These data indicate that tumor-derived soluble factors, including VEGF, may affect the function of antigen-presenting cells that may, in turn, result in a decreased ability of the immune system to generate effective spontaneous or induced antitumor immune responses. We now have data showing that therapeutic approaches designed to correct these defects significantly improve the natural history of tumors and the efficacy of cancer immunotherapy. The data indicate that these approaches may allow the design of truly effective cancer immunotherapies in the future.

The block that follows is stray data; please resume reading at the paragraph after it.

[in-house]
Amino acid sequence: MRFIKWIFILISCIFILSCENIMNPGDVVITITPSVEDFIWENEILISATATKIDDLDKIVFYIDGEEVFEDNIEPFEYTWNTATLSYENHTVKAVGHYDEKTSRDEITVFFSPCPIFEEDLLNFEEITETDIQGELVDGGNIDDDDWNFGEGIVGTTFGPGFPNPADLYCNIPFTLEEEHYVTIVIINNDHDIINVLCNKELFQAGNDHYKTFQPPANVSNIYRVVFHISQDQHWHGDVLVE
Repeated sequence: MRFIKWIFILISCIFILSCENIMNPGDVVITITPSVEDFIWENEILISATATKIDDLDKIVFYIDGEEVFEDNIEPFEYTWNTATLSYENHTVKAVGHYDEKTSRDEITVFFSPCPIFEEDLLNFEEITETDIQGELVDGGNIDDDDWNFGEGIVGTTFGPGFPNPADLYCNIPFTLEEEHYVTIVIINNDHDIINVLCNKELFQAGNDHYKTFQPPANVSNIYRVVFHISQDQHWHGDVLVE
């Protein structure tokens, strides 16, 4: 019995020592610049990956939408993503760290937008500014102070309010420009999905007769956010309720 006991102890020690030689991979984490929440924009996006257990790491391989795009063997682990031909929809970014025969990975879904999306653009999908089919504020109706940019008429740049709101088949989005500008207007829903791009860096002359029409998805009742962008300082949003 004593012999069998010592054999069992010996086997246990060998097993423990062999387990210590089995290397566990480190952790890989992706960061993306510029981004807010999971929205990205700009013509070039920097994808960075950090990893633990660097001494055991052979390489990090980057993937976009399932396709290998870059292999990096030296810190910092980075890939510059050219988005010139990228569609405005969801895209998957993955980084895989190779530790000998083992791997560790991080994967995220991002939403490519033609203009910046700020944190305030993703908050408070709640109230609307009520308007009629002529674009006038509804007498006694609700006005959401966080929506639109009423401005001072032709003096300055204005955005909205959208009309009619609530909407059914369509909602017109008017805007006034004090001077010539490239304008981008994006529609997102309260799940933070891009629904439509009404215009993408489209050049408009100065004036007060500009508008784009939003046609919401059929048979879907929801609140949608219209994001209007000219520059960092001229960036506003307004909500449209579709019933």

Knowledge of the molecular biology of lung cancer may help in the development and application of specific therapeutics that may not only be more effective, but may be less toxic to normal tissues. Some of these approaches have been reviewed. Wild-type p53 can be effectively introduced into local tumors by recombinant adenoviruses. The function and expression of oncogenes can be directly modulated by antisense or intracellular antibody technologies. Interference of autocrine growth-factor stimulation with gene-based therapeutic approaches, antibodies, or small peptides holds promise for modulation of cancer growth. In addition, the numerous molecularly characterized genetic lesions involved in the development of lung cancer could result in the production of proteins that would be very attractive targets for immunotherapy, if the mutant form could be recognized as distinct from the normal form. We can now relate histological types of lung cancers and even clinically relevant subsets within a histologic type to certain patterns of molecular lesions. It is hoped that early detection, chemoprevention, and rationally derived therapies based on these findings will begin to decrease mortality from this disease in the near future.